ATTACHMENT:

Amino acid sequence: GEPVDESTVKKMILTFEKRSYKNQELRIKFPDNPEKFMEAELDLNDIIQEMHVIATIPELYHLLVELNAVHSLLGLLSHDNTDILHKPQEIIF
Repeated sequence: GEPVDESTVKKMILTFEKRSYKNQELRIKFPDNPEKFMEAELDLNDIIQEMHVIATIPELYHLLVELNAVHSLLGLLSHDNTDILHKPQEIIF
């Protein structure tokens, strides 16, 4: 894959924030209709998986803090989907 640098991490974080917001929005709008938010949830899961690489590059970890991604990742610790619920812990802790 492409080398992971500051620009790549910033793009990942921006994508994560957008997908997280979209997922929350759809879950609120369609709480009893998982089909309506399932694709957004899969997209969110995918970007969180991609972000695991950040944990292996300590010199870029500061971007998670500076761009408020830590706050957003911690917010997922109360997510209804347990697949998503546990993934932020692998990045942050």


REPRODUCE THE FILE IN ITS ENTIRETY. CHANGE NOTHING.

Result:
Amino acid sequence: GEPVDESTVKKMILTFEKRSYKNQELRIKFPDNPEKFMEAELDLNDIIQEMHVIATIPELYHLLVELNAVHSLLGLLSHDNTDILHKPQEIIF
Repeated sequence: GEPVDESTVKKMILTFEKRSYKNQELRIKFPDNPEKFMEAELDLNDIIQEMHVIATIPELYHLLVELNAVHSLLGLLSHDNTDILHKPQEIIF
């Protein structure tokens, strides 16, 4: 894959924030209709998986803090989907 640098991490974080917001929005709008938010949830899961690489590059970890991604990742610790619920812990802790 492409080398992971500051620009790549910033793009990942921006994508994560957008997908997280979209997922929350759809879950609120369609709480009893998982089909309506399932694709957004899969997209969110995918970007969180991609972000695991950040944990292996300590010199870029500061971007998670500076761009408020830590706050957003911690917010997922109360997510209804347990697949998503546990993934932020692998990045942050």